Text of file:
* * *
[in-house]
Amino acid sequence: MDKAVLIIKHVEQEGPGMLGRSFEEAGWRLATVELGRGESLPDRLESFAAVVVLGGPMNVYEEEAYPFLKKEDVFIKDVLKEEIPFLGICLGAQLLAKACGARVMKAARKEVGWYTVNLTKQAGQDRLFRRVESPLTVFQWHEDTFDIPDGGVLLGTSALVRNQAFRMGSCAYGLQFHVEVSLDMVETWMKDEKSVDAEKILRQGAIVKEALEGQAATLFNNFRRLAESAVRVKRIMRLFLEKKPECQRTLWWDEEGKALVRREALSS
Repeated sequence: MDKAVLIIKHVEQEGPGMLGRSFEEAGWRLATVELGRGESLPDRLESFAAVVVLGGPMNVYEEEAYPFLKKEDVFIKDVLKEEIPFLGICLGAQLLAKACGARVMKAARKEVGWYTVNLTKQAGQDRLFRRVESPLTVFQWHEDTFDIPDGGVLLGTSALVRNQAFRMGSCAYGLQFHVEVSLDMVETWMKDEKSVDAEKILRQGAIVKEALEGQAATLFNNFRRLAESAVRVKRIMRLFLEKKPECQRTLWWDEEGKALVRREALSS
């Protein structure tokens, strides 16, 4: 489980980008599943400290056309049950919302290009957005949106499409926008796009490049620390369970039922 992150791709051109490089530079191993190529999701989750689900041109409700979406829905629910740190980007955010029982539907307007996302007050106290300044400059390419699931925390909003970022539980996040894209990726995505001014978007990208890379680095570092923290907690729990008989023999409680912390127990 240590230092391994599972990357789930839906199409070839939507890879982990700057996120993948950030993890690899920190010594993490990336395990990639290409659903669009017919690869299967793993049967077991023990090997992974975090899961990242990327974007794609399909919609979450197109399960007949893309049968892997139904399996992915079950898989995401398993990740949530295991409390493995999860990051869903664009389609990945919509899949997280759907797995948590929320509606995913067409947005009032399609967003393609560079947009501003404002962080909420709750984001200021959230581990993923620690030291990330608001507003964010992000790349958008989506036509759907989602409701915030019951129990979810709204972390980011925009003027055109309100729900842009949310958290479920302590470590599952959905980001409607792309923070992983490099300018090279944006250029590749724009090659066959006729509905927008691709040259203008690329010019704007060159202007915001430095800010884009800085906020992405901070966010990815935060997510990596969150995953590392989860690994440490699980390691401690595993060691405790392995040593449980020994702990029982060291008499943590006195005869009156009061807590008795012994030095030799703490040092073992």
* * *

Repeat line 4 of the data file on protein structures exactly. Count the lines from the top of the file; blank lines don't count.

């Protein structure tokens, strides 16, 4: 489980980008599943400290056309049950919302290009957005949106499409926008796009490049620390369970039922 992150791709051109490089530079191993190529999701989750689900041109409700979406829905629910740190980007955010029982539907307007996302007050106290300044400059390419699931925390909003970022539980996040894209990726995505001014978007990208890379680095570092923290907690729990008989023999409680912390127990 240590230092391994599972990357789930839906199409070839939507890879982990700057996120993948950030993890690899920190010594993490990336395990990639290409659903669009017919690869299967793993049967077991023990090997992974975090899961990242990327974007794609399909919609979450197109399960007949893309049968892997139904399996992915079950898989995401398993990740949530295991409390493995999860990051869903664009389609990945919509899949997280759907797995948590929320509606995913067409947005009032399609967003393609560079947009501003404002962080909420709750984001200021959230581990993923620690030291990330608001507003964010992000790349958008989506036509759907989602409701915030019951129990979810709204972390980011925009003027055109309100729900842009949310958290479920302590470590599952959905980001409607792309923070992983490099300018090279944006250029590749724009090659066959006729509905927008691709040259203008690329010019704007060159202007915001430095800010884009800085906020992405901070966010990815935060997510990596969150995953590392989860690994440490699980390691401690595993060691405790392995040593449980020994702990029982060291008499943590006195005869009156009061807590008795012994030095030799703490040092073992």